WWE co-founder Linda McMahon was the third biggest backer of President-elect Donald Trump's White House bid. (Mike Segar/Reuters)

With his choice of restaurant executive Andrew Puzder to serve as his Labor secretary, President-elect Donald Trump has now tapped six big donors and fundraisers to serve in his administration, lining up an unprecedented concentration of wealthy backers for top posts.

Together with their families, Trump's nominees gave $11.6 million to support his presidential bid, his allied super PACs and the Republican National Committee, according to a Washington Post analysis of federal campaign filings.

One single appointee — WWE co-founder Linda McMahon — contributed $7.5 million to back his White House run before Trump selected her to run the Small Business Administration this week. She and her husband Vince were also the top outside donors to Trump's private foundation.

It’s not unusual for top presidential donors and bundlers to land plum assignments after an election. Ambassadorships to sought-after locales, such as London and Paris, are usually reserved for big money players. In recent administrations, senior campaign fundraisers have been chosen for Commerce secretary: Penny Pritzker under President Obama, Don Evans under President George W. Bush, Ronald Brown under President Bill Clinton, and Robert Mosbacher under President George H.W. Bush.

The Post's Matea Gold looks at how President-elect Donald Trump's campaign pledge to "drain the swamp" of special interests and big donors compares with his Cabinet picks so far. (Bastien Inzaurralde/The Washington Post)

But longtime watchers of money in politics cannot recall any president in recent history who has filled a Cabinet with so many major donors.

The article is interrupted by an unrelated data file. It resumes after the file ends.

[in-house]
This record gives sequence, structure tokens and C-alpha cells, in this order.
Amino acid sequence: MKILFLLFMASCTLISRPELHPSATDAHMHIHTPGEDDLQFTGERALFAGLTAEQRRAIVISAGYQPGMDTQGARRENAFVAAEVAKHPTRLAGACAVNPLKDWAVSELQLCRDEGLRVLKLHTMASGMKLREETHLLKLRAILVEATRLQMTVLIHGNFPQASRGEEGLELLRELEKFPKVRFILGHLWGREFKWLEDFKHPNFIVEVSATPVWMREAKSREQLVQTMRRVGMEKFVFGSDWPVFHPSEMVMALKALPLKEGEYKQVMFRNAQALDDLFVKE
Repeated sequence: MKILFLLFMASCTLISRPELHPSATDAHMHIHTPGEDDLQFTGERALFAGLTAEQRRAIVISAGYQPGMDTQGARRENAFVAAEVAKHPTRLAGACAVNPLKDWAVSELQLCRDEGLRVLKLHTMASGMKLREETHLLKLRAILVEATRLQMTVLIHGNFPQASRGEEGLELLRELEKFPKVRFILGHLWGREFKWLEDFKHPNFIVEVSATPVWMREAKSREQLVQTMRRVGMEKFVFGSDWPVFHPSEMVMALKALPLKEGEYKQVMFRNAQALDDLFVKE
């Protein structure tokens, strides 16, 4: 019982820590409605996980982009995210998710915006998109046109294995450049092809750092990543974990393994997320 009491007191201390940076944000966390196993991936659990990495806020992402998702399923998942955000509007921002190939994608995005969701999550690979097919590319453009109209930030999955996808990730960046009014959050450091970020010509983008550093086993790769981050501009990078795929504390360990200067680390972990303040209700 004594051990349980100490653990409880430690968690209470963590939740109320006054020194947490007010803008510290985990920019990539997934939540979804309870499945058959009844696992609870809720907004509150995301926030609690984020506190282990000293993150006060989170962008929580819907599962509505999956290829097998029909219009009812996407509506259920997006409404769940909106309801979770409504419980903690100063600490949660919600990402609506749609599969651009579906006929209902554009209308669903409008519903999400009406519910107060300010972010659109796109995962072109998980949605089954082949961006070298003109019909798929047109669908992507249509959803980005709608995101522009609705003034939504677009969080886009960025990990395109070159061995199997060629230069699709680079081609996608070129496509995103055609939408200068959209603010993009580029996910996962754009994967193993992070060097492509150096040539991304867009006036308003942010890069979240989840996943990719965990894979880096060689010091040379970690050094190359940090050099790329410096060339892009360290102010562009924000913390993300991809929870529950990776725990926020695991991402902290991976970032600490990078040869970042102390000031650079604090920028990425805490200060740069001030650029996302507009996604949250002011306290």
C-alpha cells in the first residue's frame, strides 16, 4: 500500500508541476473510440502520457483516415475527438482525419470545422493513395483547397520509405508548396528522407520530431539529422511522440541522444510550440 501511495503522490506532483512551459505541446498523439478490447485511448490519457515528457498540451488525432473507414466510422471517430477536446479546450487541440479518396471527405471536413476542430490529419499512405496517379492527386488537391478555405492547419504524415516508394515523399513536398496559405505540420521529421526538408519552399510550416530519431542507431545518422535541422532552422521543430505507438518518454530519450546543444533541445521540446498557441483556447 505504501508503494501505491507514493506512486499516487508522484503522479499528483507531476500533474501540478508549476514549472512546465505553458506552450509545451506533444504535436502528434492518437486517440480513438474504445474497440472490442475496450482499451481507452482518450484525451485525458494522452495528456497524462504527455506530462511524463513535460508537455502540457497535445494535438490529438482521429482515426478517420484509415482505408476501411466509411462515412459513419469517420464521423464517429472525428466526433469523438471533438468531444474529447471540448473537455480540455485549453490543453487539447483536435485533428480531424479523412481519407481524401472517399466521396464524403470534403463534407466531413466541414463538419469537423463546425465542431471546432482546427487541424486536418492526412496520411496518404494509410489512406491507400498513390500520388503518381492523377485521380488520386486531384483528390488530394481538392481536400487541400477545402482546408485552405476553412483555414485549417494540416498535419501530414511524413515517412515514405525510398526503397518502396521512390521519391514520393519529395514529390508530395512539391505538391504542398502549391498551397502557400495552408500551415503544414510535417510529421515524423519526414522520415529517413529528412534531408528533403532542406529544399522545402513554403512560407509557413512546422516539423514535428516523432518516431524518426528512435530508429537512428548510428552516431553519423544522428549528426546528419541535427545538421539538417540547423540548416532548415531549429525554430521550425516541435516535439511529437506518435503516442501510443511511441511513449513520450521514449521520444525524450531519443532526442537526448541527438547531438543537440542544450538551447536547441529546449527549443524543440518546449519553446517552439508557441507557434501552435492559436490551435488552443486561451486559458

“In the past, they were a little hidden — they were sent overseas to be ambassadors,” said David Donnelly, president of Every Voice, an advocacy group that seeks to reduce the influence of wealthy donors on politics. “In this administration, they are going to be front and center making policy.”

Fred Wertheimer, president of the watchdog group Democracy 21, said Trump's choices raise questions about his pledge to “drain the swamp.”

“This is bound to result in all kinds of conflict and appearances of conflicts in terms of the financial interests of the people being appointed to high positions,” he said.

The president-elect's decision to put his major political backers in senior Cabinet positions is a jarring contrast with Trump's rhetoric through this year's campaign. He repeatedly declared himself independent of wealthy donors and predicted Democratic nominee Hillary Clinton's benefactors would “have total control over everything she does.”

“Donald Trump gave his Foundation's largest donor a CABINET spot yesterday,” Clinton adviser Ronald Klain tweeted Thursday. “Did you see blaring headlines? Imagine if HRC had done that??”

Trump transition officials did not respond to requests for comment.

The president-elect has defended the backgrounds of his Cabinet picks, saying he is choosing “killers” who know how to win. “I want people that made a fortune,” he told supporters at a rally in Des Moines Thursday night. “Because now they are negotiating with you, okay?”